Preparing for a seismic disaster


Swiss disaster response teams have rehearsed for a scenario in which a major earthquake hits northwestern Switzerland, leaving up to 6,000 people dead, 30,000 missing and over 60,000 injured.

This content was published on May 22, 2012 - 11:00
Rachel Marusak Hermann in Basel,

In mid-May, the Swiss Federal Office for Civil Protection (FOCP) put hundreds of experts through their paces as part of a tri-national earthquake disaster exercise that took place near Basel.

Why Basel? The most devastating earthquake recorded in central Europe occurred here in 1356, with a magnitude of 6.5 to 7.0 on the Richter scale. According to seismologists, an earthquake with a similar intensity can be expected to recur about every 1000 years.

The large-scale exercise called “Seismo 12” was based on the 14th century earthquake and tasked real-life civil servants and military personnel – over 1600 of them from Switzerland, France and Germany – to respond to one of the worst natural disasters the region could face.

“First responders, such as police and fire fighters, are very well prepared to react in emergency situations,” Hans Guggisberg, director of Seismo 12, told “But for a crisis of this scale, you would have several different organisations working together to achieve the same objective.”

“In order for organisation A to work effectively with organisation B, they need to trust each other. And trust cannot be built during a real crisis. It must be tested, practised and improved before [one occurs]. This interdisciplinary exercise allows that to happen,” Guggisberg said.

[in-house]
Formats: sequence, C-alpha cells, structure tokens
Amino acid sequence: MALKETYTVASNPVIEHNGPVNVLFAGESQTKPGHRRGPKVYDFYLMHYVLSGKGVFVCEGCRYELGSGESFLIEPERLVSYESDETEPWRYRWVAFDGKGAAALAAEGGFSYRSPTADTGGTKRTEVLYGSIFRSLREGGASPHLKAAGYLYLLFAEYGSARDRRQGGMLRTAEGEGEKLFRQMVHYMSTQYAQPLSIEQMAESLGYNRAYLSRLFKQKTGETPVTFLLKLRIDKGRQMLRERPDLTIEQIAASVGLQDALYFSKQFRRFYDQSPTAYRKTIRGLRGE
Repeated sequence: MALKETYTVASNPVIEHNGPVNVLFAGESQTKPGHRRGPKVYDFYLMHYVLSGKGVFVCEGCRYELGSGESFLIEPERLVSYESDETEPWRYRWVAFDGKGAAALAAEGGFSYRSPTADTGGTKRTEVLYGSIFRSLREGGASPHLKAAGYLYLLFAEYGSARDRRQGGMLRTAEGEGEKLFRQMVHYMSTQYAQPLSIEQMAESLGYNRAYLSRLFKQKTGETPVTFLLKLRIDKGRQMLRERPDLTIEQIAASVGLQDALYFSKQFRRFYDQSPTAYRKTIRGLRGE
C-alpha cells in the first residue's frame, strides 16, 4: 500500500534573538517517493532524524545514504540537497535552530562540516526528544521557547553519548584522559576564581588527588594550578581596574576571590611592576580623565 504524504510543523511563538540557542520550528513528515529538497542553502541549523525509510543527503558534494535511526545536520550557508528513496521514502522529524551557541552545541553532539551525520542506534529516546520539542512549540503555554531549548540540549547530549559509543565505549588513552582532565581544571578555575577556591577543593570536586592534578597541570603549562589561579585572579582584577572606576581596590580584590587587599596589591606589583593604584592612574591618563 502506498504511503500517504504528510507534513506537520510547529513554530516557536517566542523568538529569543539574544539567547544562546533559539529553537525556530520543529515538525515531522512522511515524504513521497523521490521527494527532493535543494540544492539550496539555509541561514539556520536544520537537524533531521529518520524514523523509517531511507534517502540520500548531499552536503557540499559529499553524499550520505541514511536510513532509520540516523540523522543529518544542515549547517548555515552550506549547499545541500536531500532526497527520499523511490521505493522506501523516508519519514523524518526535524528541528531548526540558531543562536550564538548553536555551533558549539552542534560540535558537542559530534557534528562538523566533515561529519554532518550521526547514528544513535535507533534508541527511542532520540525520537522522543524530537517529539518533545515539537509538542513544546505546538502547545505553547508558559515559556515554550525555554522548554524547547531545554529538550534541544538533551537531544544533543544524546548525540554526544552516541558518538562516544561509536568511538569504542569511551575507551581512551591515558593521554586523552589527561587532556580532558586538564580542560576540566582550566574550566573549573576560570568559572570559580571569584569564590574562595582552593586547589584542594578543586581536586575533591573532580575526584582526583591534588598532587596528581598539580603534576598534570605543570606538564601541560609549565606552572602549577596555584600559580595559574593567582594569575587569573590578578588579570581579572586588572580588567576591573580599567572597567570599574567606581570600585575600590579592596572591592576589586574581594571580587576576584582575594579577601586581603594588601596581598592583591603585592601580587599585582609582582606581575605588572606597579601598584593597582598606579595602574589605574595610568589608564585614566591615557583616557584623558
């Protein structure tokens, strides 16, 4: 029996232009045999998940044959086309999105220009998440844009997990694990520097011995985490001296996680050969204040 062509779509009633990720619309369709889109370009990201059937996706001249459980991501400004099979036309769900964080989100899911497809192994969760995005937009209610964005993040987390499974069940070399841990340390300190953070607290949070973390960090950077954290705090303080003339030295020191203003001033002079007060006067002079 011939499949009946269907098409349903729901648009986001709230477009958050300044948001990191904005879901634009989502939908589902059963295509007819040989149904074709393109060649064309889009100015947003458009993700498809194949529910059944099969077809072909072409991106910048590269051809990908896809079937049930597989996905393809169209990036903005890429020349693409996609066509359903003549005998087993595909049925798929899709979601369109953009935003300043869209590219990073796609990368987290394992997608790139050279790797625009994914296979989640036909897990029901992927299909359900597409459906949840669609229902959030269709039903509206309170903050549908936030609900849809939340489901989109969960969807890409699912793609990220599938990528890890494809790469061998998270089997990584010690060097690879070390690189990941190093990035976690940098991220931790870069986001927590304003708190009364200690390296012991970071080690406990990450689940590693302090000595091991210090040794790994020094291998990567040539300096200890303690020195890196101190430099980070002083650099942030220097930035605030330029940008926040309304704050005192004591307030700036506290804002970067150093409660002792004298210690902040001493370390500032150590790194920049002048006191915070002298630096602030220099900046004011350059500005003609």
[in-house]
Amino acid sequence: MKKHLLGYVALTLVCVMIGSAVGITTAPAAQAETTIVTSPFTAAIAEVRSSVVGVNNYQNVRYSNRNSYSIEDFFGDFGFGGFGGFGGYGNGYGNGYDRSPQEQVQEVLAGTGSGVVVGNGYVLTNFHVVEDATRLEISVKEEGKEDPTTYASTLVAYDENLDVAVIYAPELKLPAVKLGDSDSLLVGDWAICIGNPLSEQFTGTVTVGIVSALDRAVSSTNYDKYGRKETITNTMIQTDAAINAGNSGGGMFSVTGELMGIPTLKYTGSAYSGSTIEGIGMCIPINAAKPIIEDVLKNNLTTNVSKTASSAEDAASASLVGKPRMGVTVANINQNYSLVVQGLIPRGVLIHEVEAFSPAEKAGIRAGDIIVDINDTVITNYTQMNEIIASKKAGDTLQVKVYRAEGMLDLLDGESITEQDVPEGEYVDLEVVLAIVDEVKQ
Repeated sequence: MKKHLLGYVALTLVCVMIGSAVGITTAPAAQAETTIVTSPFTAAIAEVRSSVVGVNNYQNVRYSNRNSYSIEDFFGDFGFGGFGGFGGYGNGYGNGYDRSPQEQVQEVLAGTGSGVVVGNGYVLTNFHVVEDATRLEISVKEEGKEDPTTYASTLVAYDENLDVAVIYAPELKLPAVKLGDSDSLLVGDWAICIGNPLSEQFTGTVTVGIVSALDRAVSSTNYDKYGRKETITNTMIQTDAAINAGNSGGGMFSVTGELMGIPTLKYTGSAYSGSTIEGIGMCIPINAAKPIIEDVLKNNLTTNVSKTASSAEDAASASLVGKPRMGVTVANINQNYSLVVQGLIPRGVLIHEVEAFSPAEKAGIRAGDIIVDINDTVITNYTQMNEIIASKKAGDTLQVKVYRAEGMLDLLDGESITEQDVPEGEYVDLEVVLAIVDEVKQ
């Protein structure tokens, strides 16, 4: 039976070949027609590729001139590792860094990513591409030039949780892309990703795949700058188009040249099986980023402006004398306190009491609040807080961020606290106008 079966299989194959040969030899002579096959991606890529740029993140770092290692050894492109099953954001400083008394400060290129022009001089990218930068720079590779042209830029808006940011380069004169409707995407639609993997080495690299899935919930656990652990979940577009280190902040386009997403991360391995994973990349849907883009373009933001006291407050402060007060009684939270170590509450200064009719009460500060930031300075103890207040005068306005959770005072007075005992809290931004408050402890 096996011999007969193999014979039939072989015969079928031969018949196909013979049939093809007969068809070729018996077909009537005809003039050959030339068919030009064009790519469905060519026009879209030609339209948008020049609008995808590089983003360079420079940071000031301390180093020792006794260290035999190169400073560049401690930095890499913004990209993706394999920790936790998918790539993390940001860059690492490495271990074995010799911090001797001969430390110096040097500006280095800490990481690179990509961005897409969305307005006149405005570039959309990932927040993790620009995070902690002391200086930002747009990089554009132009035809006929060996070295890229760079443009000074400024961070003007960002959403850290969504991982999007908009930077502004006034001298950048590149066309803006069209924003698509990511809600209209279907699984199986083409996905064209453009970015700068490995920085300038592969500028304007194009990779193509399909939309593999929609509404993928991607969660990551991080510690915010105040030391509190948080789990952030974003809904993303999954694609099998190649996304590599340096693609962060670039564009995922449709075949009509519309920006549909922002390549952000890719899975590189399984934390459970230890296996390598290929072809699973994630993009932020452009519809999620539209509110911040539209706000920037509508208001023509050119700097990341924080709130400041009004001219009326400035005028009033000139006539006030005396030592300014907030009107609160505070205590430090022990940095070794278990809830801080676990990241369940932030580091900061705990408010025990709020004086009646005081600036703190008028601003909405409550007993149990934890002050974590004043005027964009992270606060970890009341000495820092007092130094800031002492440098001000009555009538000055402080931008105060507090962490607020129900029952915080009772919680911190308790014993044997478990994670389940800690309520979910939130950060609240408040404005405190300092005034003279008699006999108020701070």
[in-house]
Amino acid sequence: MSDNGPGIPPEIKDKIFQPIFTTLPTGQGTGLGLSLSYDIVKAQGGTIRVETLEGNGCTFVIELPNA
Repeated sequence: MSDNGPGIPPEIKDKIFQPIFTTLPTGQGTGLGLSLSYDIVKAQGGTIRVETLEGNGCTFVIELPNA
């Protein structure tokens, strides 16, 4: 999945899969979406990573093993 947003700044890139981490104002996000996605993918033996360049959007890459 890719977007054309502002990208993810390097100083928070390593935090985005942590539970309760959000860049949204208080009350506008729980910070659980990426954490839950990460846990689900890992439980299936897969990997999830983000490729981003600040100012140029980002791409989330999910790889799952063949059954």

Death and destruction

Two hours before the exercise began, all Seismo 12 participants were presented with the same horrifying scenario – though fortunately a fictional one.

A major earthquake, measuring between 6.5 and 7.0 on the Richter scale, has occurred in the Basel fault zone, affecting approximately 6.2 million people in the region. Thousands have been killed, tens of thousands are injured or missing.

The quake has left 1.6 million people homeless and hundreds of thousands of buildings destroyed. However, nuclear disaster has been avoided. All reactors in Switzerland and in neighbouring Alsace were automatically shut down. No radioactivity has been reported.

With that, teams from the cantons of Aargau, Basel-Country, Basel-City and Solothurn and the neighbouring German districts of Breisgau-Hochschwarzwald, Lörrach and Waldshut, had to respond to the fallout in their own regions.

Robert Hilty, an exercise participant from Aargau, told that the exercise started well into the aftermath of the disaster "because you can never train for the chaos phase”.

During the three-day, round-the-clock exercise, Hilty was based at the Office for Civil Military Protection and Administration in Liestal, the capital of the canton of Basel-Country, where Seismo 12 was headquartered.

From the headquarters, exercise directors issued tasks and scenario details to their teams, working from their respective local sites. From buried survivors and bridges down to power outages and fires, teams had to react to a continuous flow of problems and quickly decide how to act. Which emergency should be addressed first? How many troops should be sent? Which route should they take?

The Basel fault zone

“The exercise was based on as much as we know about that earthquake - the same kind of size, the same kind of location, the same kind of area that is affected,” Stefan Wiemer, director of the Swiss Seismological Service (SED) at the Swiss Federal Institute of Technology in Zurich, told

As the federal agency charged with monitoring earthquakes and assessing the seismic hazard in Switzerland, the SED helped to develop the very detailed disaster scenarios for the participating regions.